On the day she quit Greenberg Traurig and launched her own Philadelphia law firm three-and-a-half years ago, Francine Griesing knew what type of employer she wanted to be.

"I really wanted to create an environment where every woman or man who worked there could work without the fear you get in most traditional law firm settings," Griesing said Thursday during a panel discussion that was part of a daylong conference in midtown Manhattan focused on what it takes for women to succeed in the legal industry.

Griesing also knew what kind of office setting she didn’t want to create: the kind she repeatedly came up against over the course of a 32-year legal career that took her from associate stints at Sullivan & Cromwell and other firms to a position as head of litigation for the City of Philadelphia’s legal department to partner roles at various Am Law firms, including Greenberg. "At every stage," she told conference attendees, "I faced incredible obstacles that my male peers did not face."

Those obstacles included the struggles colleagues never saw, like late nights at home spent finishing legal briefs while putting in loads of laundry and preparing the next night’s dinner. More significant were the impediments Griesing pushed into public view in December by filing a proposed $200 million gender-discrimination class action against Greenberg in New York federal court that accused the firm of paying women less than men, in part because of a "boys’ club of origination" that made it difficult for women to bring in business and bill a competitive number of hours.

While Greenberg adamantly denied the claims, the federal Equal Employment Opportunity Commission backed them up, finding “reasonable cause to believe” the firm discriminated against female attorneys by compensating them less than their male counterparts, according to Griesing’s December complaint.

The parties ultimately agreed to move the dispute to arbitration, and settled the matter on May 24 under undisclosed terms. Griesing declined to comment on the case Thursday, saying "I don’t speak at all about my prior firm except to say that we concluded amicably."

In her 45-minute presentation at Women Legal 2013—the latest in a series of events organized by conference-planning firm Ark Group aimed at promoting gender diversity and equality in the legal profession—Griesing and her colleague Kate Legge discussed their decision to leave Greenberg, where Legge was a junior associate, and launch Griesing Law. The conference, attended by dozens of female lawyers from law firms and in-house legal departments, also featured sessions focused on how women can achieve flexibility in the workplace while maintaining power; the disparity in pay between men and women in the profession; and a dissection of law firm women’s initiatives.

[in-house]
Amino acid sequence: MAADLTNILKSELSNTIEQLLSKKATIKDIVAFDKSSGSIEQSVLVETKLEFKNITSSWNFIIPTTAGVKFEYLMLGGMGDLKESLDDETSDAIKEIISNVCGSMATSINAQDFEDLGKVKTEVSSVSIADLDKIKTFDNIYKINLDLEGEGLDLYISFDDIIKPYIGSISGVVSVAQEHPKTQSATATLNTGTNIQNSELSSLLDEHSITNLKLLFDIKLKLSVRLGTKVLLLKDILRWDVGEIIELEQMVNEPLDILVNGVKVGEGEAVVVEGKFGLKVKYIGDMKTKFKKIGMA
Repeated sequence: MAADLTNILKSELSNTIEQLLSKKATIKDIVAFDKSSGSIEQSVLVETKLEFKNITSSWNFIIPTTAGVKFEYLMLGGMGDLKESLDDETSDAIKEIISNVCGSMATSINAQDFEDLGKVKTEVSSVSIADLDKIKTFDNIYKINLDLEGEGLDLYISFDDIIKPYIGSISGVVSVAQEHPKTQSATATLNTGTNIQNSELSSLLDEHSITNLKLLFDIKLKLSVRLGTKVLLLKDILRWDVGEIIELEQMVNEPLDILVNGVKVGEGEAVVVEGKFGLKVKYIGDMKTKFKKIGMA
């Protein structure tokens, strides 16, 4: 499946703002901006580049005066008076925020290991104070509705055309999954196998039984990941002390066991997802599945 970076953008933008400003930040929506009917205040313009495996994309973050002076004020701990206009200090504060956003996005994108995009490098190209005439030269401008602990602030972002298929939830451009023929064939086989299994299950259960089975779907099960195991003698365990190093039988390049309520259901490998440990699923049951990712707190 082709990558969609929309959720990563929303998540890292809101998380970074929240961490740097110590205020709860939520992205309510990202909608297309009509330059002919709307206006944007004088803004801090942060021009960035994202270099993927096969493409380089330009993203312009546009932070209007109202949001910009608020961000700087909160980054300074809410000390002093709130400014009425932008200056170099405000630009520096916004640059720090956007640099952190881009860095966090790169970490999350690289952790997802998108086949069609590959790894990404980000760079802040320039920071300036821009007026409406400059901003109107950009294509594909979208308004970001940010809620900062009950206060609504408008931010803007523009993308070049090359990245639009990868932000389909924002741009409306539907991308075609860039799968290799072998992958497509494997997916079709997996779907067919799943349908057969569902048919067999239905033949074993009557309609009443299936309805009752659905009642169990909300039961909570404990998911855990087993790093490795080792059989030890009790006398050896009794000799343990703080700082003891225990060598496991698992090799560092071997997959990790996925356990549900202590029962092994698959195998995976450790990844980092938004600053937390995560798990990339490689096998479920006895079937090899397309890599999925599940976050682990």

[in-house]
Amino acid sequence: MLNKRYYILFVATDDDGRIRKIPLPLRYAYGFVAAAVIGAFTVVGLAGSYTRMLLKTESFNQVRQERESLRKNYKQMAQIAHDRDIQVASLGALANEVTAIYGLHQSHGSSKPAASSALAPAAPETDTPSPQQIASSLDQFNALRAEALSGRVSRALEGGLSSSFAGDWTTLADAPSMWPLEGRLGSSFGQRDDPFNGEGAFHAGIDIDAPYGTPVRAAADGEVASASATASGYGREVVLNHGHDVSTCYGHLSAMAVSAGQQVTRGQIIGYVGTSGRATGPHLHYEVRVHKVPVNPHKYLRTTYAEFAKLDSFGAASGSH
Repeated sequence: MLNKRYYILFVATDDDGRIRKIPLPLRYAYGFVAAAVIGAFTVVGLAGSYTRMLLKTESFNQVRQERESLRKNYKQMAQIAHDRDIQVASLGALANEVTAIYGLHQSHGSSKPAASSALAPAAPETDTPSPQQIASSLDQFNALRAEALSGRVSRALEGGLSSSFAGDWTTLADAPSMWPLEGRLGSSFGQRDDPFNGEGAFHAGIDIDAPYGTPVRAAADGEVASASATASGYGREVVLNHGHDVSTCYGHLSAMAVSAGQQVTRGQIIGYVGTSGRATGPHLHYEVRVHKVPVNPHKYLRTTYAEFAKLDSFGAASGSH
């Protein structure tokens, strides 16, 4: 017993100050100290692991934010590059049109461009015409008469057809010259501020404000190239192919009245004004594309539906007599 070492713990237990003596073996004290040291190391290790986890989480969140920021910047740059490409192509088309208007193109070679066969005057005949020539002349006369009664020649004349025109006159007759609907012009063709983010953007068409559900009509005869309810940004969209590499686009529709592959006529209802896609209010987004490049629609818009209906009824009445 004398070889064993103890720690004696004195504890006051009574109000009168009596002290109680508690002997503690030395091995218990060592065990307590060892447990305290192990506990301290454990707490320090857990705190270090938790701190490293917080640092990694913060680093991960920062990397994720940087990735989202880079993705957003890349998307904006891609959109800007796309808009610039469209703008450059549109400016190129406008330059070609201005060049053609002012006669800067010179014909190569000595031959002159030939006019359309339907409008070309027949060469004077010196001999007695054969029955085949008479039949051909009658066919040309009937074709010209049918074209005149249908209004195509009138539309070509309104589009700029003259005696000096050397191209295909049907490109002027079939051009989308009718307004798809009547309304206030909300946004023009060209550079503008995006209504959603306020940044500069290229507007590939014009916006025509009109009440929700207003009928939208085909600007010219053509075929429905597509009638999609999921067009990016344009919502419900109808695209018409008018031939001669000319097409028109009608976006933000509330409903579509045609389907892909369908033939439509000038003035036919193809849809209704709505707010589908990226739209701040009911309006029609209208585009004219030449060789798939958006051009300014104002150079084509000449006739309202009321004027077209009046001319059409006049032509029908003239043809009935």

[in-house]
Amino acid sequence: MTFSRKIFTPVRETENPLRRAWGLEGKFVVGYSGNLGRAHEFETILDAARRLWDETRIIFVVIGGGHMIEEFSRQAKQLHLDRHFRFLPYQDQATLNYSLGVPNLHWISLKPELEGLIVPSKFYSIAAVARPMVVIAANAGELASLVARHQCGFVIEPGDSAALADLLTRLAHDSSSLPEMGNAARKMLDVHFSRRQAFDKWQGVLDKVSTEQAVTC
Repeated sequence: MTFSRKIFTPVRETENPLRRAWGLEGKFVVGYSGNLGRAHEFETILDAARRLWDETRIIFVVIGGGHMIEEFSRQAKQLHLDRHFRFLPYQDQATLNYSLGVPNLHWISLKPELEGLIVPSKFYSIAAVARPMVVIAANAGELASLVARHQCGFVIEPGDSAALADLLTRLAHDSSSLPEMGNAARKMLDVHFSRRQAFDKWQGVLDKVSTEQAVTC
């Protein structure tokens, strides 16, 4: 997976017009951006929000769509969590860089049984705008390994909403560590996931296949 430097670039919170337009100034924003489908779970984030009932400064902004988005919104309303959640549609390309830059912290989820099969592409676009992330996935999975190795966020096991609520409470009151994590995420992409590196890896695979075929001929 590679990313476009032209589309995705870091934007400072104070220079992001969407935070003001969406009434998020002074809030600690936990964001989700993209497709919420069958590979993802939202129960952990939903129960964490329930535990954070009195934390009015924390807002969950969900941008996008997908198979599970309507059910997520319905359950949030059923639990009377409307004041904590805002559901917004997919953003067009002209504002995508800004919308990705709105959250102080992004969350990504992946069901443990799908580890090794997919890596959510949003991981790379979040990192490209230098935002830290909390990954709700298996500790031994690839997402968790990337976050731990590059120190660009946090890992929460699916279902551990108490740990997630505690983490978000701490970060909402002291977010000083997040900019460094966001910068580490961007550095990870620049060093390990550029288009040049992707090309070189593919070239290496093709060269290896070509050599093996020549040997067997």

Legge, a senior associate at seven-lawyer Griesing Law, says she took Griesing "kicking and screaming" through the process of launching her own firm. Clad in a bright blue dress suit and standing up from the speakers’ table so those in the back of the room could see her, the diminutive Griesing confirmed that sentiment, saying she was hesitant to take on the hassles of owning her own business and had other options at the time: "We were really recruited heavily throughout our time at [Greenberg] together."

Today, Griesing Law handles litigation, employment, transactional, intellectual property, and new media–related matters. One way the firm has tried to distinguish itself, the women said, is by offering their clients more than just legal advice. In office space overlooking the Philadelphia skyline, the firm throws semiannual parties for its friends and clients—including Comcast, Avis, Shell, and many companies in the hospitality industry—that double as art shows for a rotating cast of artists.

"Our office is our brand," says Legge, adding that as a women-owned firm, they thought high-end office space would help lend the lawyers credibility. "We like to be thought of as fun."

Unlike the inflexibility they found at prior employers, Griesing Law is structured to give clients seamless service even if an attorney is called away for personal reasons. And to promote collegiality, lawyers earn no origination credit for work they bring in.

Effusive about her own firm’s inclusiveness, Griesing is less optimistic about the pace of change happening within large law firms.

"I have a 23-year-old who attended Barnard, and I would never want her to go to law school," she says. "I hope that’s not the answer when she has a daughter."